Fiji is a beautiful island country in the South Pacific Ocean, encompassing around three hundred and thirty three tropical islands. The mainland, Viti Levu, is the largest landmass in Fiji, home to around seventy percent of the population. The best known islands are, however, the Yasawa and Mamanuca archipelagos, sprawled along the west to north coast, boasting the nation’s finest beaches and famous holiday resorts.
Usually, the mere thought of Fiji evokes feelings of tranquillity and happiness. This is owed to the warm, friendly locals and secluded stretches of sand with picture-postcard, crystal clear waters. Moreover, the surrounding Pacific Ocean can be regarded a world of its own, displaying a kaleidoscope of colourful coral reef and over fifteen hundred species of tropical fish. Known as the ‘soft coral capital of the world’, and a leader in ecotourism, Fiji’s waters provide day-long fun whether you’re a veteran diver or first-time snorkeler.
There is plenty to keep you occupied on land, though. Thunderous rivers can be rafted, countless bird species wait to spotted and numerous hiking trails beg to be explored. You can also book guided 4x4 tours for the rugged terrain. The Fiji Museum in Suva, Viti Levu, takes you on a journey through the nation’s history and cultural development, featuring centuries-old clothing, traditional canoes and harrowing stories of British explorers coming face to face with cannibalism. When the scorching sun goes down, most hotels and resorts host vibrant beach parties, with high-end restaurants serving up freshly caught seafood, too.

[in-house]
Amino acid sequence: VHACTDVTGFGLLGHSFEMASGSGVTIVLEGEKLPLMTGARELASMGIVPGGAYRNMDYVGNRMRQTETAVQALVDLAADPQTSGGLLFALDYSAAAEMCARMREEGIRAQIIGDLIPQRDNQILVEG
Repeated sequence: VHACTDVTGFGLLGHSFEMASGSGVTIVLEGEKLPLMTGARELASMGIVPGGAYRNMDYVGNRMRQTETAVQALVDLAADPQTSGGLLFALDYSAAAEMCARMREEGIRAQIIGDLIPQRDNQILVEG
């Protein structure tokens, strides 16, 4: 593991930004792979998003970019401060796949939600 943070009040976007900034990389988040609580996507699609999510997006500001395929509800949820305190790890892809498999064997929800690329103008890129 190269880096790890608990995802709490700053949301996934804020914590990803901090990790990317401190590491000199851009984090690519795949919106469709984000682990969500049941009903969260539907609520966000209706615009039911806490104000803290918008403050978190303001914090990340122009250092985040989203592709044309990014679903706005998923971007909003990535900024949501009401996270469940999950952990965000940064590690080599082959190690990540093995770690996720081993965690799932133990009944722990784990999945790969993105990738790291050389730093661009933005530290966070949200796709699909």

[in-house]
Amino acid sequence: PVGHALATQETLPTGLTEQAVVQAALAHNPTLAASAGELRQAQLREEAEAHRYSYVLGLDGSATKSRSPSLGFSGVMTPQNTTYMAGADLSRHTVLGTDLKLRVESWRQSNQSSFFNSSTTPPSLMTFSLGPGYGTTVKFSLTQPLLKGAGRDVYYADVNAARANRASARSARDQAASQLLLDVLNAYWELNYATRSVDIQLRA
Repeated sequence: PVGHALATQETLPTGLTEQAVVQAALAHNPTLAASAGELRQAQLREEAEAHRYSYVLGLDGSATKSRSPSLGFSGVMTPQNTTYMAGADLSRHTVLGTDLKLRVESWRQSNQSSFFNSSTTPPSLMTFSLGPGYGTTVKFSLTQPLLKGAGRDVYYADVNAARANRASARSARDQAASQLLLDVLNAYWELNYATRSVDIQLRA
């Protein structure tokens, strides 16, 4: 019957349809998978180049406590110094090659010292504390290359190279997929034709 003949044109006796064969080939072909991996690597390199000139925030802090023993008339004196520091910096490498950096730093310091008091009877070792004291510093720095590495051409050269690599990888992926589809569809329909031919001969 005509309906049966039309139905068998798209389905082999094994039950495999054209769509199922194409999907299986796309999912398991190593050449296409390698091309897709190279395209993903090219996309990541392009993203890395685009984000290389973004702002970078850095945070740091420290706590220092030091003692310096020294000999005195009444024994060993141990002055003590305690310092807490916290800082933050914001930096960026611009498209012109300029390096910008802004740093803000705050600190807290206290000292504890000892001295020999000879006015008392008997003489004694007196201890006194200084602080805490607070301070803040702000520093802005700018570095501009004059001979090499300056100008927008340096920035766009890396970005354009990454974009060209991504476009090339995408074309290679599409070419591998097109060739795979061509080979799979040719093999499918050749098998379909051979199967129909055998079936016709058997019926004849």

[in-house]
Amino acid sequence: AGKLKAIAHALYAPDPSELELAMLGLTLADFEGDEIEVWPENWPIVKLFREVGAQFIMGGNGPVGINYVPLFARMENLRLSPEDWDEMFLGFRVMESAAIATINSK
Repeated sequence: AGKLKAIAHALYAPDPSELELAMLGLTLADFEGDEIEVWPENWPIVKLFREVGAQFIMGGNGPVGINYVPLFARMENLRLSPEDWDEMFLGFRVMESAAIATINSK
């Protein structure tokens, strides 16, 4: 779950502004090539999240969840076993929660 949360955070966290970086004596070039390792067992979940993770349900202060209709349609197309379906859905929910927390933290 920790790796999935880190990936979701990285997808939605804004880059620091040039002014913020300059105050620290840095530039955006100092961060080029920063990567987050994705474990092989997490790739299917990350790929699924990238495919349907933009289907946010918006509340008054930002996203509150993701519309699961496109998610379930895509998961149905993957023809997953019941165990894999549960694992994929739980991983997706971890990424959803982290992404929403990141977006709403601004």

One of the best national parks can be found in the Colo-i-Suva forest, covering two and half squared-kilometres of lush rainforest with an abundance plant species and a symphony of bird song. After a long hike, you can reward yourself with a plunge into the numerous natural swimming holes, in true paradise style.
There are plenty of ferry services connecting the Fijian archipelagos with the main island, Viti Levu. From the Mamanuca Islands, the Port of Denarau is around forty-five minutes to an hour’s crossing, while the equally frequent routes from the Yasawa group, which are further north, take a few hours.